Authorization to Operate: Preparing Your Agency’s Information System

Posted by Laura Stanton
on October 30, 2020

To close out National Cybersecurity Awareness Month, here are some steps federal agencies can take to protect their IT systems from cyber attacks and cybersecurity vulnerabilities using the Authorization to Operate (ATO) process.

An ATO demonstrates that a federal agency has gone through a federally approved, detailed process to protect an IT system from incidents such as cyberattacks, security breaches, malware, and phishing attempts. Many federal IT systems are required to obtain an ATO to process government data and federal regulations recommend that agencies follow the Risk Management Framework (RMF) to become authorized.

GSA’s Highly Adaptive Cybersecurity Services (HACS) Special Item Number (SIN) provides solutions for all of an agency’s cybersecurity service needs, including RMF. The HACS SIN connects agencies with vendors who have passed oral technical evaluations for cybersecurity services performed within the RMF, and who are ready to assist agencies with the RMF process for a successful authorization.

RMF Graphic full definitions ATO highlight (3)
Disclaimer: RMF steps can vary based on an organization’s cybersecurity needs.

All of the steps, tasks, and activities that precede the “Authorize” step of the RMF help to prepare the information system for the authorizing official’s appraisal. The authorizing official is not a contractor, but a federal employee of whichever agency is seeking ATO.

The HACS SIN connects federal agencies with contractors who can help in each stage of the RMF. Contractors can assist agencies in producing the deliverables associated with each RMF step listed in the chart below.

Disclaimer: RMF deliverables can vary based on an organization’s cybersecurity needs.

Once an agency has successfully completed the first four steps of the RMF (“Categorize” through “Assess”), an authorizing official will evaluate the system. The authorizing official for the federal agency in question evaluates residual risks identified during the security control assessment, and makes the decision to authorize the system to operate, deny its operation, or ask the agency to address any issues.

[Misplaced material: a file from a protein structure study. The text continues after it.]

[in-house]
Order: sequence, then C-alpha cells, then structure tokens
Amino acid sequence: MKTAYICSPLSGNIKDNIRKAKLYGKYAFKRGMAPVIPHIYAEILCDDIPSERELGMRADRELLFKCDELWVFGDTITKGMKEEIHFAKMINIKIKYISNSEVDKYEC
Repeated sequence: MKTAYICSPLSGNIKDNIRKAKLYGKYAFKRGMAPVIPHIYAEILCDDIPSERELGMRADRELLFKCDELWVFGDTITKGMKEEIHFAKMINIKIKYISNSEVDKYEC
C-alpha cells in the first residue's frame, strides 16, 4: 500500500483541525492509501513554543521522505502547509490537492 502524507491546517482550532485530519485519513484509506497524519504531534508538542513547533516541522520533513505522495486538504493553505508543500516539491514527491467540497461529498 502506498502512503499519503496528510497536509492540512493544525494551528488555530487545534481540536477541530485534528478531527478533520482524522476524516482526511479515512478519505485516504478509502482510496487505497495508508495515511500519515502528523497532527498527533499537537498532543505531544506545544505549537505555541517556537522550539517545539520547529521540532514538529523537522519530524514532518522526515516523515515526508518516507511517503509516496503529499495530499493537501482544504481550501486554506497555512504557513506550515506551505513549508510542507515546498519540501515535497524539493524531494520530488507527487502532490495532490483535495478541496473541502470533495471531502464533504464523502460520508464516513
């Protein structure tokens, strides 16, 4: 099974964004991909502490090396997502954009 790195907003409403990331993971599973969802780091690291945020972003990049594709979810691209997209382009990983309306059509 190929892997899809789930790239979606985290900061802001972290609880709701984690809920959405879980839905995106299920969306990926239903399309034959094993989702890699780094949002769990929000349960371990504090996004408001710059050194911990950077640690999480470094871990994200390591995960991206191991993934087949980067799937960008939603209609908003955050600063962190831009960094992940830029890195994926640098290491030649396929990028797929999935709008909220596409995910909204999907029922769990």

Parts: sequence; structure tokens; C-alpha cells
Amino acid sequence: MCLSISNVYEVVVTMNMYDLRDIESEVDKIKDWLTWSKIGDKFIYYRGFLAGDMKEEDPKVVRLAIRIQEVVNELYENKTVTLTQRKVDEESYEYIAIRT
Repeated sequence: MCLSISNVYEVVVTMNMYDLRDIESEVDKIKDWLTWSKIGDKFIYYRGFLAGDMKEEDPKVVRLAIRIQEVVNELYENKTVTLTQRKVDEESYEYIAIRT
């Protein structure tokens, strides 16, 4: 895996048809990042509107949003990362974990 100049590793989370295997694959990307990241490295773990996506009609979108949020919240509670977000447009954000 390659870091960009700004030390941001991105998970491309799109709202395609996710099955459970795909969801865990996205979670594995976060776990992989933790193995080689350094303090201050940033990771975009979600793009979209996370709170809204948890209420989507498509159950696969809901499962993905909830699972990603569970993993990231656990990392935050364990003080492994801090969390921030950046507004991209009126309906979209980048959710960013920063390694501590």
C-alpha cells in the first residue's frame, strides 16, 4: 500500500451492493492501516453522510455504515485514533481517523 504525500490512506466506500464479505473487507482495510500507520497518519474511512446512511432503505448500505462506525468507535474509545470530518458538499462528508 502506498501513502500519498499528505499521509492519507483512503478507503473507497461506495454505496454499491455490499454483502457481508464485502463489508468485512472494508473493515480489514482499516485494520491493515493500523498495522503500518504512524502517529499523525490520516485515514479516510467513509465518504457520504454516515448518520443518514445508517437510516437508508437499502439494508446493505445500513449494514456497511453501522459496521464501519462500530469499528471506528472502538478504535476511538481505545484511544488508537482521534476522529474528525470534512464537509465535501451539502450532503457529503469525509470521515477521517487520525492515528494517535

When granting an ATO, authorizing officials look for the following checklist of items:

  • Plan of Action and Milestones (POA&M)
  • Authorization Package
  • Final Risk Determination and Risk Acceptance
  • Authorization Decision

The POA&M is one of the most important deliverables produced in the RMF process. It reflects organizational priorities for addressing any remaining weaknesses and deficiencies in an information system and its environment of operation. The Authorization Package includes all key documents including the security plan, security assessment report, and the POA&M. 

Following the RMF steps helps your agency to achieve ATO, but the work does not end after an ATO is issued. Agencies must also continuously monitor their systems to ensure that security controls remain effective over time.

In addition, many federal agencies must reauthorize their information systems every three years by going through the RMF process again. This is where the final step of the RMF, “Monitor Controls,” is important. As part of continuous monitoring, a sample of the applicable security controls are tested annually, periodic vulnerability scanning is performed, and security impact analysis of changes are performed. If an agency continuously monitors its systems over those three years by documenting specific technical changes, environment changes, or changes to the organizational risk management strategy, it may be easier to renew an ATO because any security risks can  be mitigated at the time they occur. 

For more information on HACS RMF services and how using the HACS SIN can make it easier for your agency to achieve an ATO, visit the HACS homepage or download the customizable RMF Statement of Work (SOW).

Please follow us on Twitter @GSA_ITC and LinkedIn to join our ongoing conversations about government IT.

To get updates for this blog, please sign up on the right-hand side of the page where it says Sign up for Blog Updates.

Continue Reading...

Cybersecurity Best Practices During the COVID-19 Pandemic

Posted by Bill Zielinski
on June 2, 2020

The unprecedented and extraordinary efforts by businesses and Federal agencies to keep employees and customers safe during the COVID-19 pandemic have also inadvertently opened the door to cyberattacks.

Large-scale transitions to work-from-home technologies, heightened activity on many public-facing networks, and greater use of online services have presented new openings for cyber attackers to exploit. As people around the world shelter in place, they turn to online platforms to chat with friends, shop, work, and go to school. That transition to virtual life puts a large strain on cybersecurity controls.